SANTA ROSA (CBS SF/AP) — The massive August Complex Fire — the largest wildfire outbreak in state history at 794,801 acres and still growing Tuesday — has advanced toward Northern California’s ‘Emerald Triangle’ of legal and illegal marijuana grows.
The fire, burning in rural Mendocino, Humboldt, Del Norte, and Trinity counties, was 30 percent contained with at least 26 structures destroyed. The area is mostly rural, heavily-wooded and has historically been the sources of millions of pounds of legal and illegal marijuana every growing season.READ MORE: Raiders Owner Mark Davis Defends Posting 'I Can Breathe' Tweet Following George Floyd Verdict
It is nearly double the size of the 2018 Mendocino Complex in Lake and Mendocino counties which previously was the state’s latest wildfire outbreak and has exceeded the combined 759,844 acres of the SCU Lightning Complex and LNU Lightning Complex blazes that are nearly contained in the San Francisco Bay Area.
Officials said the flames have already burned around the community of Kettenpom in southern Trinity County. It was threatening to push toward Alder Point in Humboldt County and has burned into the ridges outside Covelo in northern Mendocino County.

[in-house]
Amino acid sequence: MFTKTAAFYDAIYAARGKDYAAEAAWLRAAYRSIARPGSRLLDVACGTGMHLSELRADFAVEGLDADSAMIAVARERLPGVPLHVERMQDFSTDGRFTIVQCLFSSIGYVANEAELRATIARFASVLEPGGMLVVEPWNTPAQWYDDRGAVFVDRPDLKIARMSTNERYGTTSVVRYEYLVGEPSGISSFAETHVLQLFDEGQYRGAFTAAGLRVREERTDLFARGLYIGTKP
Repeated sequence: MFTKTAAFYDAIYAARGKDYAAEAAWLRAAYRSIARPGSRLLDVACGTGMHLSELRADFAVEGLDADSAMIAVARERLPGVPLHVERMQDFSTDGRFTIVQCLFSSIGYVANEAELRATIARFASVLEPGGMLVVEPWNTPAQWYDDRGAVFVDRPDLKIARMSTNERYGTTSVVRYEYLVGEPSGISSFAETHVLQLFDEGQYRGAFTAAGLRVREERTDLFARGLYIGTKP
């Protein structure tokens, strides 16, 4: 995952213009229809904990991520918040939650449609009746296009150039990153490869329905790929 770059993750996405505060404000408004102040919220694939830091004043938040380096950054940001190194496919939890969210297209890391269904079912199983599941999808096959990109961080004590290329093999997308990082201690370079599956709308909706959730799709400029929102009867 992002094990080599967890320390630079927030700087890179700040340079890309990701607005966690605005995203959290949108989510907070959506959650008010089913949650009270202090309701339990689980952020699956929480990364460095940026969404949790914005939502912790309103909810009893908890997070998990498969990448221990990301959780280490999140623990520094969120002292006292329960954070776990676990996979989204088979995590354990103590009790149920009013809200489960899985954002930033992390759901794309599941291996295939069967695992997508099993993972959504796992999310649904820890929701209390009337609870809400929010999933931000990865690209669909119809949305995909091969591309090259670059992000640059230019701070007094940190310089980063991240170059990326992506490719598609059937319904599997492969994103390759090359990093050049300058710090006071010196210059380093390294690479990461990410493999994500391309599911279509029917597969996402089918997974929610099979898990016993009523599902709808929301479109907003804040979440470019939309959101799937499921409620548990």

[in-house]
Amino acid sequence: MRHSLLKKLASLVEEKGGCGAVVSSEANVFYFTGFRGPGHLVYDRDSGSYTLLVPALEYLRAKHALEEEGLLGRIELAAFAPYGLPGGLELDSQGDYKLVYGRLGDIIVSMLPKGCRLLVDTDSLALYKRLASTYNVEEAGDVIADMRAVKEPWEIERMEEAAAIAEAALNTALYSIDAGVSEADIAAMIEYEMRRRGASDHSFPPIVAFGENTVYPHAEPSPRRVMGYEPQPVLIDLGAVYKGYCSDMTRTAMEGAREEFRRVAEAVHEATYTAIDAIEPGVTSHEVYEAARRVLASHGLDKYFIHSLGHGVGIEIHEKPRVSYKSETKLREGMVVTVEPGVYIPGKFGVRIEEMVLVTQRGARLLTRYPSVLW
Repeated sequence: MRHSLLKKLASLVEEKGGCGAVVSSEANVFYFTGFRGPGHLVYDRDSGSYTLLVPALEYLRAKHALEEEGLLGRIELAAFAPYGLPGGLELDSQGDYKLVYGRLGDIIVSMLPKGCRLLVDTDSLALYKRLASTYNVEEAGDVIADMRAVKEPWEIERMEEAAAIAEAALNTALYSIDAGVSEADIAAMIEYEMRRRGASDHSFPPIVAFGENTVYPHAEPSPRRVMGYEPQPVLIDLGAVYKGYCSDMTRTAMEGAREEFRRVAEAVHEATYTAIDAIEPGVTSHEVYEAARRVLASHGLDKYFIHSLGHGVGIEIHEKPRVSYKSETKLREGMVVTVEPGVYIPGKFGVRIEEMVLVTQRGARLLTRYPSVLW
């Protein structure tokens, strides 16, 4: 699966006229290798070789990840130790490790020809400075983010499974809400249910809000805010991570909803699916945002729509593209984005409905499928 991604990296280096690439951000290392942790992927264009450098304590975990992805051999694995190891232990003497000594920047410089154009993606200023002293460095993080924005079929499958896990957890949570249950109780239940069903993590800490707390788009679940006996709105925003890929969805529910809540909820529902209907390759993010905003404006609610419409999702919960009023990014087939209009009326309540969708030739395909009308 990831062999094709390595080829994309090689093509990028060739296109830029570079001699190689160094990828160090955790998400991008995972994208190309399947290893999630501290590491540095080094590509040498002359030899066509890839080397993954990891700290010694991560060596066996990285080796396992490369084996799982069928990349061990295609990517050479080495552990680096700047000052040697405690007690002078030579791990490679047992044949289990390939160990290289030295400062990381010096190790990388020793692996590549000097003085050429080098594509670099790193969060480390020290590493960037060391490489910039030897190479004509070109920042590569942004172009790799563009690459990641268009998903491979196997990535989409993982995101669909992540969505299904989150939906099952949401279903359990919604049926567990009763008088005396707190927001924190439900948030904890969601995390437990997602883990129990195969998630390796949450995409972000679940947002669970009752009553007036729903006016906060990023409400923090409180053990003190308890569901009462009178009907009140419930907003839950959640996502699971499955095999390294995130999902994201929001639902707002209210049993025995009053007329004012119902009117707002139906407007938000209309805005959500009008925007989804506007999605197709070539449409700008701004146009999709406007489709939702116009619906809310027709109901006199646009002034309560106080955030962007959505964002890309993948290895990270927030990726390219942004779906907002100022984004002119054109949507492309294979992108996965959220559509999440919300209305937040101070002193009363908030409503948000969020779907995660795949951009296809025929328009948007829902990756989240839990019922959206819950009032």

Mendocino County Sheriff Matt Kendall said although the population of Covelo is officially about 1,500, he estimates there are more than 10,000 people living and working on surrounding cannabis farms. He worries that marijuana workers won’t evacuate in time if and when the fire comes.READ MORE: 'Kill Me;' Stunning BodyCam Video Of Danville Police Shooting Released; Officer Faces Charges In Prior Suspect Killing
“People should not be weighing economics with health and safety,” Kendall said. “We come into this world buck naked with nothing but the love of our parents. There’s nothing material on earth worth losing your life over.”
Among the 1,323 firefighters battling the flames was an Army contingent from Washington State and units from across California as well as Montana, Utah, Texas, and New Jersey.
Tragically, a firefighter from Cresson, Texas — Diana Jones — was killed when the flames whipped up and she attempted to flee with two other firefighters in a truck. California Highway Patrol spokesman Omar Valdez said that as the truck reversed, it fell about 15 feet down an embankment and hit a tree.
She was not able to escape the vehicle as the fire engulfed it. The two other firefighters got out, but one suffered burns that required hospitalization.MORE NEWS: New Contract For SFUSD Superintendent Requires Board To 'Act Dignified'
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